Annapolis Shakespeare Company’s Tartuffe
Sitting under the towering magnolia of the Reynolds Tavern courtyard, I sip a spiked summer Tavern Tea and munch fried green tomatoes with shrimp and corn relish, all the enticement I need to come out on a warm weeknight. But there’s more. Listening to the gentle strains of a harpsichord, I am transported back in time — way back to 1664 for Moliere’s Tartuffe, the Annapolis Shakespeare Company’s first production in the new Comedy in the Courtyard series.
Fast and frivolous fun is promised, but I’m skeptical. Moliere? Really? Then the music stops, and director Sally Boyett-D’Angelo has the players charge into our midst all aflutter with gossip and curses, wheedling the audience into their shtick, and I know I was wrong to doubt. This is better than front row seats at a trial, better than ringside at the fights, better than a boudoir keyhole. It’s all three at once and so close the actors reach out and touch me.
Louis XIV found this bawdy satire of blind faith “très boffo” until the Catholic Church made him ban it on the grounds of moral turpitude. Modern audiences will find it just as amusing. Tartuffe or The Impostor touches on eternal themes like seduction and resistance, parental dictates and pouty children, lovers’ quarrels and interminable goodbyes, while relating the timeless story of a con man in clerical collar: a self-confessed scoundrel, whore’s son, beggar, louse, hypocrite, cheat and liar.
The noble Orgon (Alex Foley) is so hoodwinked by the poseur Tartuffe (Stephen Horst) that he promises his daughter Marianne (Alyssa Bouma) in marriage. Of all the household, only his mother, Mme. Pernelle (Horst in drag), finds this a good idea. Marianne, already engaged to Valere (Michael Ryan Neely), is inconsolable. Her maid Dorine (Lauren Turchin) mocks the master’s stupidity behind his back. Orgon’s wife Elmire (also played by Turchin), who has been dodging Tartuffe’s advances, is sickened by her husband’s insensitivity. Orgon’s brother-in-law Cleante (Grayson Owen) is drunk with disgust and greed. When Orgon’s son Damis (also played by Owen) is disinherited for voicing objections, the family plots to make Orgon witness to Tartuffe’s seduction of his wife. That’s when the fun really begins.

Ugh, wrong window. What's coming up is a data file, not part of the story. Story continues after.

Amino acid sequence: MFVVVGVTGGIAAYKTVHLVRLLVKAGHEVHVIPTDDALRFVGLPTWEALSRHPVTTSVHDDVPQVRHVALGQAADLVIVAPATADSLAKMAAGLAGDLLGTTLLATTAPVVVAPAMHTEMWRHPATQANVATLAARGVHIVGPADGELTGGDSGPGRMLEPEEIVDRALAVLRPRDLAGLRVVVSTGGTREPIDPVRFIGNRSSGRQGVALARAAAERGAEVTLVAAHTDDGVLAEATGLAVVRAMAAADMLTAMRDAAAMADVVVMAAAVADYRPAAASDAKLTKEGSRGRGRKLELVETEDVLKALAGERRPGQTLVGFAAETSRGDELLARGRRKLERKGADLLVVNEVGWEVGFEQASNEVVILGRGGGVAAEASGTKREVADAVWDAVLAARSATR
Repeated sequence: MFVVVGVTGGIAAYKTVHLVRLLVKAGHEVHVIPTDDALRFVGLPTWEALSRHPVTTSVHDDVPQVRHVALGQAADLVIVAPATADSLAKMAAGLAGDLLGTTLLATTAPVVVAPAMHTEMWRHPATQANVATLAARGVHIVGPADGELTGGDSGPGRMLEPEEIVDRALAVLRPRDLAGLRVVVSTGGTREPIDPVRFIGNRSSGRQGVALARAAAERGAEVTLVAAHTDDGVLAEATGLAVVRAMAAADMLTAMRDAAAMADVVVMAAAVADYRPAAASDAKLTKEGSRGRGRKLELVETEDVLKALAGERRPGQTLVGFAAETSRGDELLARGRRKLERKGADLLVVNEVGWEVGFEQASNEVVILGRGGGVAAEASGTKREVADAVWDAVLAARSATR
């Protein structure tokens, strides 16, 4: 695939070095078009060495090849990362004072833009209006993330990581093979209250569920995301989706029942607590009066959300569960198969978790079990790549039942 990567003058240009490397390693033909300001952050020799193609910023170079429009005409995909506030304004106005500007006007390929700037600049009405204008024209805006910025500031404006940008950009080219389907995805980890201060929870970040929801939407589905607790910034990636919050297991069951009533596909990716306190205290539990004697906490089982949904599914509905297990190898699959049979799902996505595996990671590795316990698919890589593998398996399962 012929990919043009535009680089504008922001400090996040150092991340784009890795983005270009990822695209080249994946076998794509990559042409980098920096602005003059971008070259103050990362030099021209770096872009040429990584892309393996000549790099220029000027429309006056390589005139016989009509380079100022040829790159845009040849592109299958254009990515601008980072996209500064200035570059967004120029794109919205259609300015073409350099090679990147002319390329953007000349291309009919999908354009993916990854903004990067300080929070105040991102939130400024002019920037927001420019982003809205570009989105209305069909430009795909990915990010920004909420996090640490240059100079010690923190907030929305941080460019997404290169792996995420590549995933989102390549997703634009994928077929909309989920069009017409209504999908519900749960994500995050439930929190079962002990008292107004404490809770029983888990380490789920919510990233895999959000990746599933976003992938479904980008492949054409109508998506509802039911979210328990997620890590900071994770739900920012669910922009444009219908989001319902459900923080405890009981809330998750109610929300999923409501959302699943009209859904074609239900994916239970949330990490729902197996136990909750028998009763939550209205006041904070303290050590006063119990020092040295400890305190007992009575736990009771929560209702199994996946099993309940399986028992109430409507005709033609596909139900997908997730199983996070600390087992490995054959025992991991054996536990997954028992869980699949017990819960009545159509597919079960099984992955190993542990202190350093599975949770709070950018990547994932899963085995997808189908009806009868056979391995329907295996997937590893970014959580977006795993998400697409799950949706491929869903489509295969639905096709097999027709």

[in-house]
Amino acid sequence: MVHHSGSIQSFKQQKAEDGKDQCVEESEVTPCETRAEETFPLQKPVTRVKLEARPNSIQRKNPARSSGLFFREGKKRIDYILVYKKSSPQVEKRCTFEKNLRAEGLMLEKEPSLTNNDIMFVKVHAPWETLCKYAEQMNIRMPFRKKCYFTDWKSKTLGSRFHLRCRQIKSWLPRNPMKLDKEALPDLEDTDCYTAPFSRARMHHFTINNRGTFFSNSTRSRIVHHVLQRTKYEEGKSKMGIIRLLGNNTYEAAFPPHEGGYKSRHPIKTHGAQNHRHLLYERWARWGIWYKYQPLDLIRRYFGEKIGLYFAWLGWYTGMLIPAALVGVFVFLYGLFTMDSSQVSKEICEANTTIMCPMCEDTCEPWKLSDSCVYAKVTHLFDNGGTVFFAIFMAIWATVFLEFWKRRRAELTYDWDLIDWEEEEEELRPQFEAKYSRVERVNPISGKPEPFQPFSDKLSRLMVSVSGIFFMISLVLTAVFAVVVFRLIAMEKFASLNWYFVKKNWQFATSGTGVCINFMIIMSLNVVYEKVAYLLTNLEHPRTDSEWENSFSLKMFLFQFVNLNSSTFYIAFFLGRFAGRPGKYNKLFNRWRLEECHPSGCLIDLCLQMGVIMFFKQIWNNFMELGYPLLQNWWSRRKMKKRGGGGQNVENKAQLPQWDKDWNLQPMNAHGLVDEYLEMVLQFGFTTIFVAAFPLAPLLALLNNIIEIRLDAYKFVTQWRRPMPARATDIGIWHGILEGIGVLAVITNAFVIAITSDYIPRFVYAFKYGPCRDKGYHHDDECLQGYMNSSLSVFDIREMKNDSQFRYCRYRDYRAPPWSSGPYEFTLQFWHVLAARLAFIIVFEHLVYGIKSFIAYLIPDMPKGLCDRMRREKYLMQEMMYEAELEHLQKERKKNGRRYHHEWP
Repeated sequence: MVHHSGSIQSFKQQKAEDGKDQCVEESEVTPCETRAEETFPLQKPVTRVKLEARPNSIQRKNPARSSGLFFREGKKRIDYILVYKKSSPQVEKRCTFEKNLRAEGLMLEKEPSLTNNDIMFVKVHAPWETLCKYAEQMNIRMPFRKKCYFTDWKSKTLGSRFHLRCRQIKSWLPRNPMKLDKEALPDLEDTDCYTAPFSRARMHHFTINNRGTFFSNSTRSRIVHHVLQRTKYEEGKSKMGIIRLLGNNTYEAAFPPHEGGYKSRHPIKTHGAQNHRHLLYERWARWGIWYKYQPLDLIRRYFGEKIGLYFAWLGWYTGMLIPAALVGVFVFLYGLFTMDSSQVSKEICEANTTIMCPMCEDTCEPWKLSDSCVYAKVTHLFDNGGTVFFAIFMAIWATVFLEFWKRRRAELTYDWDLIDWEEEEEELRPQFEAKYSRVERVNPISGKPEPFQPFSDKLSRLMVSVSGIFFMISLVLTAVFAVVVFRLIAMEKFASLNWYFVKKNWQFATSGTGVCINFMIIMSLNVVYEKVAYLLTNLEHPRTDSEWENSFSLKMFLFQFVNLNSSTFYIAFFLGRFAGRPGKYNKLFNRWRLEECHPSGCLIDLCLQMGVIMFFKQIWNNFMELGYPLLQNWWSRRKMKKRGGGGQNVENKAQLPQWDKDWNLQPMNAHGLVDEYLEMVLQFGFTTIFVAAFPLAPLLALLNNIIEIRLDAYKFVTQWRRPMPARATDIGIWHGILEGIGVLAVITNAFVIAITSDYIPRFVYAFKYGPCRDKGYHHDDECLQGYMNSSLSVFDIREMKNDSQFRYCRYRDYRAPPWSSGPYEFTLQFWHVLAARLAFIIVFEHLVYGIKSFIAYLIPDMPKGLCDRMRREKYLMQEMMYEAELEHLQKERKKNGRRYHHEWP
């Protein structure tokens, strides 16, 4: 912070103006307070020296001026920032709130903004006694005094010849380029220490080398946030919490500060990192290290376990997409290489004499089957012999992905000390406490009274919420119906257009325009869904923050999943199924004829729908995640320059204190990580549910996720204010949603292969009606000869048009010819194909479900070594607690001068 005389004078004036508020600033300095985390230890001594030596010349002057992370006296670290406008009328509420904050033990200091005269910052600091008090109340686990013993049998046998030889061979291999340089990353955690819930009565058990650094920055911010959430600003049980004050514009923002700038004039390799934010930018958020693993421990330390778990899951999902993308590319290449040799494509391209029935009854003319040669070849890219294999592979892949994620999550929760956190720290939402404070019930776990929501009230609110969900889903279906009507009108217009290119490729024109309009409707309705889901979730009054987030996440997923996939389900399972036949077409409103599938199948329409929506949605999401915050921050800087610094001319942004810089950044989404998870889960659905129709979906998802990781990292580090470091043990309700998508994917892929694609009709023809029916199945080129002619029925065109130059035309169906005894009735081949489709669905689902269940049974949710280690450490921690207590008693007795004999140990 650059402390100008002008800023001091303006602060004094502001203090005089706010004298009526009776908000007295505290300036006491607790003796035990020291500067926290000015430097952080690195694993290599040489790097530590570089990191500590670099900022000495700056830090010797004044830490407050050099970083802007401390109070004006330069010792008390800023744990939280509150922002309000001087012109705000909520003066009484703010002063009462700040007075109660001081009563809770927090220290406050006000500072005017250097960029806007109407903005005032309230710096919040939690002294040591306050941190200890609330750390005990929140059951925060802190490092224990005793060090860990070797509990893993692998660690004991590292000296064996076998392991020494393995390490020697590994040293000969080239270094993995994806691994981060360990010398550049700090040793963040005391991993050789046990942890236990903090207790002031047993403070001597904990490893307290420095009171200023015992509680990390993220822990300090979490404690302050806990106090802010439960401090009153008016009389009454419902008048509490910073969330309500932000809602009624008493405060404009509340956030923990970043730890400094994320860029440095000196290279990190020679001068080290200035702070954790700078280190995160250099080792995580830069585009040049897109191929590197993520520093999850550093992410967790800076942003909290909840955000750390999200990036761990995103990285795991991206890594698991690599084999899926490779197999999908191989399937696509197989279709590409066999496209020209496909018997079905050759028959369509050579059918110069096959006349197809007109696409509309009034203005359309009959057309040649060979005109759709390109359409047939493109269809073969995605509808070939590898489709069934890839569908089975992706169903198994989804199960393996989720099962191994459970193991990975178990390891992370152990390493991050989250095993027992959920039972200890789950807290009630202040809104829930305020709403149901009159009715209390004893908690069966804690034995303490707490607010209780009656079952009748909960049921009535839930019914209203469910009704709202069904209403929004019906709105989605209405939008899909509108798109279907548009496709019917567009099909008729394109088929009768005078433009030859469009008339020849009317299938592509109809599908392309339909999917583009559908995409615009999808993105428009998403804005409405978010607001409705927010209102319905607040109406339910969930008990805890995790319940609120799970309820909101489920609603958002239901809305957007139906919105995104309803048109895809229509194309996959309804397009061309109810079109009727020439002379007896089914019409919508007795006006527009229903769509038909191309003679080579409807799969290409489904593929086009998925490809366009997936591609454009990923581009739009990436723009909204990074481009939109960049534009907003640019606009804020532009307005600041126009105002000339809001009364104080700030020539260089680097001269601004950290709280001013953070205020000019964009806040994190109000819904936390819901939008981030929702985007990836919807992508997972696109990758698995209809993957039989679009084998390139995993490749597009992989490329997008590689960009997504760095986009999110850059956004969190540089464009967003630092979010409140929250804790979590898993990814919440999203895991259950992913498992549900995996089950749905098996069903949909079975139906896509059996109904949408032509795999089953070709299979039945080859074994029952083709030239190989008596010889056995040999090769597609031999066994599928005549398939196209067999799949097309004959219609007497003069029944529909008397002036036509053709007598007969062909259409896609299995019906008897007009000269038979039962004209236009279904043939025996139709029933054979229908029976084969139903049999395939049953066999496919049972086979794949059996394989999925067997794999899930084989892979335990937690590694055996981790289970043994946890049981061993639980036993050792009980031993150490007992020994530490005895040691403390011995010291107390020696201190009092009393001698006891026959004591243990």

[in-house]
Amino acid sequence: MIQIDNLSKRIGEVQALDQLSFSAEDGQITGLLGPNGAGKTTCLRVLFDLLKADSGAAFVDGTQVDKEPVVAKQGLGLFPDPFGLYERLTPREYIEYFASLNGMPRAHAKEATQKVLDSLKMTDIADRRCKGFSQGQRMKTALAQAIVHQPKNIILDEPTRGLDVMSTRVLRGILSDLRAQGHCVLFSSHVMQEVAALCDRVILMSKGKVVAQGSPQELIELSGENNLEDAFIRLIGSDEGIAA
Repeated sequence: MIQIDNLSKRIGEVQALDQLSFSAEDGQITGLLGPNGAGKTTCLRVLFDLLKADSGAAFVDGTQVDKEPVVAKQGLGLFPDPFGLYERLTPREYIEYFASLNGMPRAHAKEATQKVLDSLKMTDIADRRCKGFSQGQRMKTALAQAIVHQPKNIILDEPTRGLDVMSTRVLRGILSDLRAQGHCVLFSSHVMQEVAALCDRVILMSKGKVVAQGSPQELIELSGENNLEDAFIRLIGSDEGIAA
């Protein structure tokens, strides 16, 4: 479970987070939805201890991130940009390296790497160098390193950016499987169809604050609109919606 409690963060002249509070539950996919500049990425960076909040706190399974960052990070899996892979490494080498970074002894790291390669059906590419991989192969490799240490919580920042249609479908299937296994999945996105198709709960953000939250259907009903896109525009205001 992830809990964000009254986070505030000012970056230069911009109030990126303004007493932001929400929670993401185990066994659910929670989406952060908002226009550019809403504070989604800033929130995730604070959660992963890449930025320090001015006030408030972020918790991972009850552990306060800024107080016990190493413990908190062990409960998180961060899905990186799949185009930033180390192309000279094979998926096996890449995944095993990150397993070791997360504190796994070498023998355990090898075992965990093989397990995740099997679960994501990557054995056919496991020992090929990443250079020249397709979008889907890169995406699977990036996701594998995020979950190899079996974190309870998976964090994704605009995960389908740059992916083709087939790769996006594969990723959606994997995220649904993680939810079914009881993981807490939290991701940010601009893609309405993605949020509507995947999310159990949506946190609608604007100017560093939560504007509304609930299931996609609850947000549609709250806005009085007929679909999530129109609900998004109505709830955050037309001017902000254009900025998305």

The campy romp that brings the story to a head, so to speak, is just one of many overplayed gags, but it all works in the exaggerated style of the period. Likewise, the dated language works because Timothy Mooney’s clever translation of the French rhyming couplets pokes gentle fun at Moliere’s poetic form with forced rhymes the actors speak with exaggerated delivery and physicality.
All but two players are double or triple cast, which, after some confusion, works with the aid of accents and props thanks to the talents of four stars from Annapolis Shakespeare Company's recent Pride and Prejudice: the serious Owen and snide Turchin (P&P’s Mr. and Miss Bingley); the dashing Neely (Darcy); and the ingénue Bouma (Jane). Horst, the two-faced man of the cloth who sports a stained cravat to match his stained soul, is the star of the show, with Foley acting as his buffoonish foil.
The action unfolds quickly in this 40-minute script, stretched to an hour and a quarter with two breaks. Despite the outdoor environment, the actors are audible with distant birdsong and church bells enhancing the atmosphere. Traffic is distant enough so as not to be a distraction.
Despite Moliere’s reputation as highbrow art, this lowbrow spoof is delightful summer fun. Come early to enjoy the Happy Hour Specials and mellow into the mood for some melodrama.